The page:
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Dunedin police have named him as Robert (Bob) Wilfred Clearwater (75), of Portobello.
Mr Clearwater and his brother, Brian, were in an aluminium dinghy in Papanui Inlet when it capsized. Brian managed to cling on to a buoy, but Bob encountered difficulties and could not be revived.
Mr Clearwater's younger brother, Norman, said his family was struggling to come to terms with the loss.
He described his brother as a man who loved people.
''Bob never had a nasty bone in his body - he never had an enemy. He was a people person.
''He had a wide circle of friends and he loved a good joke. He had a wonderful sense of humour.
''One of his greatest interests was world travel. He travelled extensively to many corners of the globe.''
Mr Clearwater said his brother loved fishing, but he did not go out on the open water often.
He said Bob and Brian had been sitting around the night before the tragedy, discussing the beautiful weather forecast for the city this week, and both decided to go fishing for mullet the next day.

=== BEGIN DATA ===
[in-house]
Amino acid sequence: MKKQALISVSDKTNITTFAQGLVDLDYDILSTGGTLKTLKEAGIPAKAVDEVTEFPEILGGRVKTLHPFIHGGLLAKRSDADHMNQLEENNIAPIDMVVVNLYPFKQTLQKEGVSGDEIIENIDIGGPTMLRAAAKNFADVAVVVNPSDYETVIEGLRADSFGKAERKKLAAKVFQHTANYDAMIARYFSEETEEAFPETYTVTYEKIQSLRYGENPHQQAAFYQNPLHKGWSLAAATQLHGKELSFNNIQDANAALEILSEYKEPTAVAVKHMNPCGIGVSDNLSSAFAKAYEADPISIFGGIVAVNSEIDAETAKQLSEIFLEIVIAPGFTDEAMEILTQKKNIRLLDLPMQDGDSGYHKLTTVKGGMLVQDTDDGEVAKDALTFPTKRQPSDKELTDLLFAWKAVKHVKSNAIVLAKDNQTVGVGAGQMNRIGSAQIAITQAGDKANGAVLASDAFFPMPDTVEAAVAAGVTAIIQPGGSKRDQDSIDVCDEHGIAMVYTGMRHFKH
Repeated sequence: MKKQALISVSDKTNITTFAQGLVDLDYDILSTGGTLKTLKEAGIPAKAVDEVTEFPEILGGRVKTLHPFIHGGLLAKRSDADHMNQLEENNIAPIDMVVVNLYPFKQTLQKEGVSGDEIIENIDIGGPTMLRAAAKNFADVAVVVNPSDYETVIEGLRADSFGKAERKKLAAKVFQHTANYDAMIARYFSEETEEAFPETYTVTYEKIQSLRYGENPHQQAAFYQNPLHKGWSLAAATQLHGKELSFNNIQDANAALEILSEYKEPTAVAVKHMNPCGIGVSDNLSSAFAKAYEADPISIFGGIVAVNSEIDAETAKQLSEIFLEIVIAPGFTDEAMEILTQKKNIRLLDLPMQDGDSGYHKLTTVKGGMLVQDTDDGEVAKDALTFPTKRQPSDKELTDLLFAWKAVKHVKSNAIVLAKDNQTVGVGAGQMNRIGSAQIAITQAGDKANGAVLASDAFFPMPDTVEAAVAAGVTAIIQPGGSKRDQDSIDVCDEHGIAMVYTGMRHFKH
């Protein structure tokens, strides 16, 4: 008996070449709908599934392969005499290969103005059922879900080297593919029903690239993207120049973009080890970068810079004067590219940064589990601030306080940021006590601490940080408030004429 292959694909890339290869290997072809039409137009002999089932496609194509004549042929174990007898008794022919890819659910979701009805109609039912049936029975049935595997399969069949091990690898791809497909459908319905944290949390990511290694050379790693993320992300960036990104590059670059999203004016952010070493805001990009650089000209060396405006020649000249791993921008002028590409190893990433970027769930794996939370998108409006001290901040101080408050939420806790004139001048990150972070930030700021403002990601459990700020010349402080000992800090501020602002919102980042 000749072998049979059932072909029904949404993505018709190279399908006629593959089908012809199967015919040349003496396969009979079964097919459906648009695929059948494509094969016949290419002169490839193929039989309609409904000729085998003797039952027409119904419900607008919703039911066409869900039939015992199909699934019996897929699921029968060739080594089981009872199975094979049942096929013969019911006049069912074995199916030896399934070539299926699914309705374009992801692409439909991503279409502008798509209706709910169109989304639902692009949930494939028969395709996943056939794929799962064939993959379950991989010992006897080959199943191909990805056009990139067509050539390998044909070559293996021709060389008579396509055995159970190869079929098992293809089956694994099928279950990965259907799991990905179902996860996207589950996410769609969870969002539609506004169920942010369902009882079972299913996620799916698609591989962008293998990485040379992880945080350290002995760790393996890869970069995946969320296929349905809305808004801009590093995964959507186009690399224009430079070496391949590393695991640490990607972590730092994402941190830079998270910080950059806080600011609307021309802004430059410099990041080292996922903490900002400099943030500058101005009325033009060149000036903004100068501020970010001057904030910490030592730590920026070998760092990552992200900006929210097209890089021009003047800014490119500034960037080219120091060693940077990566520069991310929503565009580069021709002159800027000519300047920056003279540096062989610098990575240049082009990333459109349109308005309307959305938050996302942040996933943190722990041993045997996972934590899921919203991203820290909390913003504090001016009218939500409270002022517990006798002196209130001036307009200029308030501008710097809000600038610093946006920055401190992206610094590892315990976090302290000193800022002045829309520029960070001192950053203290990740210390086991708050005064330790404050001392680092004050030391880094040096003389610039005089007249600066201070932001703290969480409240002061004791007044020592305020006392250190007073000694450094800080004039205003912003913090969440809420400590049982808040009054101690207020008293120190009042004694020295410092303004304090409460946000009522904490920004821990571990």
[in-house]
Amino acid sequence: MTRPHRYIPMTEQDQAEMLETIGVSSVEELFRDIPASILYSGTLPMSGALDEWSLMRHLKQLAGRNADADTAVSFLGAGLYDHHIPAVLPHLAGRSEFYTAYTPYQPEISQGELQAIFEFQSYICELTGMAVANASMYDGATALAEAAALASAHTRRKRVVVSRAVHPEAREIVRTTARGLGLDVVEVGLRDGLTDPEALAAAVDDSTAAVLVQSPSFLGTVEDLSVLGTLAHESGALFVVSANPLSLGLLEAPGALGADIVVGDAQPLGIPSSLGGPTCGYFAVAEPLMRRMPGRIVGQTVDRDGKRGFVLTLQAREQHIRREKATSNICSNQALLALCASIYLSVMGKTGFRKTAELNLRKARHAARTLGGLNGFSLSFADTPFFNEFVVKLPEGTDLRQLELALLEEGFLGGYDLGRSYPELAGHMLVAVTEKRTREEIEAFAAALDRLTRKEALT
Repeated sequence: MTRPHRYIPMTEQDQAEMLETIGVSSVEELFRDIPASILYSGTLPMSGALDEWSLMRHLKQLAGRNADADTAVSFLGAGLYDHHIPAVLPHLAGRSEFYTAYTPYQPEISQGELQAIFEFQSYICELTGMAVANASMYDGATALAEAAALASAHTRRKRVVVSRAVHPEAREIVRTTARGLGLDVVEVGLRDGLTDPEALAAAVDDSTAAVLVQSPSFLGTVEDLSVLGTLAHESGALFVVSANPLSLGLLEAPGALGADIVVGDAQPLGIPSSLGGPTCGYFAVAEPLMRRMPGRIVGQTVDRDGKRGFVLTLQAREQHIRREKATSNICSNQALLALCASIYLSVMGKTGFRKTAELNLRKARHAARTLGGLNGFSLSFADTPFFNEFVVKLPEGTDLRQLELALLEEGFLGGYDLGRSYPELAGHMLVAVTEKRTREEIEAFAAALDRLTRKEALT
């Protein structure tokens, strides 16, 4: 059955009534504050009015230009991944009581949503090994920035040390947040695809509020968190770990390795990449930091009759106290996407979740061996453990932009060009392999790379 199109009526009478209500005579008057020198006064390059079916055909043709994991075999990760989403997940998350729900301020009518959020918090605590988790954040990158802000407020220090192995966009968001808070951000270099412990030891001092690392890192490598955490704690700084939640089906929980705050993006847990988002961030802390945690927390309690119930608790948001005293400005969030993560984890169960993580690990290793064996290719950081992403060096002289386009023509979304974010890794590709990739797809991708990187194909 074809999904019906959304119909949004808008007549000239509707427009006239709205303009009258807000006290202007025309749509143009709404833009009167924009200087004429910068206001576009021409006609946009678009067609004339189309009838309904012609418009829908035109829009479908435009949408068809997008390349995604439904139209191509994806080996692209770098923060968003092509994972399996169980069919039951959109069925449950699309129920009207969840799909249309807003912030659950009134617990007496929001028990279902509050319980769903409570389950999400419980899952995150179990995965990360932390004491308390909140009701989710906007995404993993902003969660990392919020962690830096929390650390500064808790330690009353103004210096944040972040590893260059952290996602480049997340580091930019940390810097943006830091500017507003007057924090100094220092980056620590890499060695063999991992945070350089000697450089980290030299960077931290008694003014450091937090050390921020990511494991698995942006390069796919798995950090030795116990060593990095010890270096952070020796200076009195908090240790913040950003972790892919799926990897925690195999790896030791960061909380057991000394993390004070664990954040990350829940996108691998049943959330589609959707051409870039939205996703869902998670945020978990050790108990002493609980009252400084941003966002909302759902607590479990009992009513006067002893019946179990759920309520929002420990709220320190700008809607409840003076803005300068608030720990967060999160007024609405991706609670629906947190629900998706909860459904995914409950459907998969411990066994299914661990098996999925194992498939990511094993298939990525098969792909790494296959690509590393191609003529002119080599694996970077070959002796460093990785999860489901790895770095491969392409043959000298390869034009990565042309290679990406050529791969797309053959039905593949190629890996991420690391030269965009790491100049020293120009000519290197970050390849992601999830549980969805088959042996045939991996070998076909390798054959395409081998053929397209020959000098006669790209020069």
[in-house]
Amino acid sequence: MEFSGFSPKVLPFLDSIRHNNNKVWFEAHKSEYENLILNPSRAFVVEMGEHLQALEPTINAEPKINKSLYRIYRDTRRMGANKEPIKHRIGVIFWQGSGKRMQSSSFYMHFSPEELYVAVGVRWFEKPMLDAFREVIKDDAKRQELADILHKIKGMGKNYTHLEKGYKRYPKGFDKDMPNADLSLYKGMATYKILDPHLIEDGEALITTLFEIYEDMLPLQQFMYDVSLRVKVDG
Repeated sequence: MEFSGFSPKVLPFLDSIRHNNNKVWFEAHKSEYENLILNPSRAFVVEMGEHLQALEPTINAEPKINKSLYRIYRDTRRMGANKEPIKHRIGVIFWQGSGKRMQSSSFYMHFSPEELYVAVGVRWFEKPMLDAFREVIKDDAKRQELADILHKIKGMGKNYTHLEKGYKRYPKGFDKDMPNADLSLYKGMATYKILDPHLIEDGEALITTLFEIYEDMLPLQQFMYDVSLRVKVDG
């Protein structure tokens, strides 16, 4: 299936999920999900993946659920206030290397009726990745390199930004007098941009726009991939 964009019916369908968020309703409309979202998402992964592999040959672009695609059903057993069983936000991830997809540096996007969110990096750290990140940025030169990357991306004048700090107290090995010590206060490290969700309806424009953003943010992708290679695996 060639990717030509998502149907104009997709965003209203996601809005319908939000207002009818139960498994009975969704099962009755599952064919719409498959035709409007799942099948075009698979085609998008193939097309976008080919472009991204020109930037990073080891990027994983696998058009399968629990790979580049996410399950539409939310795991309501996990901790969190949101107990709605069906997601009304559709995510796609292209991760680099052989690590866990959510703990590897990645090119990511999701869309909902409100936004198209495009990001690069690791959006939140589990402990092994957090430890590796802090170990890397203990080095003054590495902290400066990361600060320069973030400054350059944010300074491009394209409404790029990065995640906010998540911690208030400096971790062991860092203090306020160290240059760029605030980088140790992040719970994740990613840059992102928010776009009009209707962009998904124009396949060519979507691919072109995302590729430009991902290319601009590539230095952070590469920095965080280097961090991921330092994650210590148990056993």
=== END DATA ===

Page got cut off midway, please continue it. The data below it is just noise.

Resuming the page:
''Papanui Inlet is usually quite safe, for the most part, because it's normally shallow. They weren't expecting any trouble. They could both swim, but they were not proficient swimmers.''
Mr Clearwater said his brother was ''relatively fit'' but believed he may have suffered a medical incident while in the dinghy, because he stood up in the boat and both the occupants knew not to stand up in a small boat.
The matter has been referred to the coroner.
A Dunedin Hospital spokeswoman said Brian remained in Dunedin Hospital and his condition was causing concern yesterday.
Bob lived on the Otago Peninsula all his life, farming at Okaia Flat, and after the death of his wife, Glenice, about 15 years ago, he bought a farmlet at the base of Harbour Cone by Hoopers Inlet.
When he retired four years ago, he bought a property in Portobello next door to brother Brian.
Bob is survived by three of his five brothers, his sister and two daughters and a son.
He was a descendant of Garrett Hopper Clearwater, who came on a whaling boat to Dunedin and settled on Otago Peninsula in 1838.
Water Safety New Zealand chief executive officer Matt Claridge offered sympathy to the grieving family and said it was another tragic reminder of the value of being prepared when out on the water.
''Any time you go out on the water, a life jacket is fundamental to a fun and safe time.''